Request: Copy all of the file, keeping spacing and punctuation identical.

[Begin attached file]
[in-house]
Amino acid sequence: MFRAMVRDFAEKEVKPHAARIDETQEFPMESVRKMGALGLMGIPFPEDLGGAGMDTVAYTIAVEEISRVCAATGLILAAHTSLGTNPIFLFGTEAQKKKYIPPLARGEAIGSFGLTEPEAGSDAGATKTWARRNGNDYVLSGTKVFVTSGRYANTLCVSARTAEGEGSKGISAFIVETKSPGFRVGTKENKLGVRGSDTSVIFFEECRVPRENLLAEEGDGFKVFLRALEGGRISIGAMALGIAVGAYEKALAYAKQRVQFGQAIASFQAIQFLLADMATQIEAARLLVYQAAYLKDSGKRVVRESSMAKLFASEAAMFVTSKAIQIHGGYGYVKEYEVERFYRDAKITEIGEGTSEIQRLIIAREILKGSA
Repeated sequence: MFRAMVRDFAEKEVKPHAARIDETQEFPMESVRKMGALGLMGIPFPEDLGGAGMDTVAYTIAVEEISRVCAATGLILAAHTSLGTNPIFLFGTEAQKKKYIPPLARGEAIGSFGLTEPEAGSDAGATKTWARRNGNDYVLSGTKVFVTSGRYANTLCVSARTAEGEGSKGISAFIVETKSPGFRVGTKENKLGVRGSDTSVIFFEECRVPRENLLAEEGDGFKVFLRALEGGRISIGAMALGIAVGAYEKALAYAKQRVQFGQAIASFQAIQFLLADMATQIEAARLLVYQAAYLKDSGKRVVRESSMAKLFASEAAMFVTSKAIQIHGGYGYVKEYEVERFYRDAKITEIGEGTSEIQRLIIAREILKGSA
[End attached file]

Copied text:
[in-house]
Amino acid sequence: MFRAMVRDFAEKEVKPHAARIDETQEFPMESVRKMGALGLMGIPFPEDLGGAGMDTVAYTIAVEEISRVCAATGLILAAHTSLGTNPIFLFGTEAQKKKYIPPLARGEAIGSFGLTEPEAGSDAGATKTWARRNGNDYVLSGTKVFVTSGRYANTLCVSARTAEGEGSKGISAFIVETKSPGFRVGTKENKLGVRGSDTSVIFFEECRVPRENLLAEEGDGFKVFLRALEGGRISIGAMALGIAVGAYEKALAYAKQRVQFGQAIASFQAIQFLLADMATQIEAARLLVYQAAYLKDSGKRVVRESSMAKLFASEAAMFVTSKAIQIHGGYGYVKEYEVERFYRDAKITEIGEGTSEIQRLIIAREILKGSA
Repeated sequence: MFRAMVRDFAEKEVKPHAARIDETQEFPMESVRKMGALGLMGIPFPEDLGGAGMDTVAYTIAVEEISRVCAATGLILAAHTSLGTNPIFLFGTEAQKKKYIPPLARGEAIGSFGLTEPEAGSDAGATKTWARRNGNDYVLSGTKVFVTSGRYANTLCVSARTAEGEGSKGISAFIVETKSPGFRVGTKENKLGVRGSDTSVIFFEECRVPRENLLAEEGDGFKVFLRALEGGRISIGAMALGIAVGAYEKALAYAKQRVQFGQAIASFQAIQFLLADMATQIEAARLLVYQAAYLKDSGKRVVRESSMAKLFASEAAMFVTSKAIQIHGGYGYVKEYEVERFYRDAKITEIGEGTSEIQRLIIAREILKGSA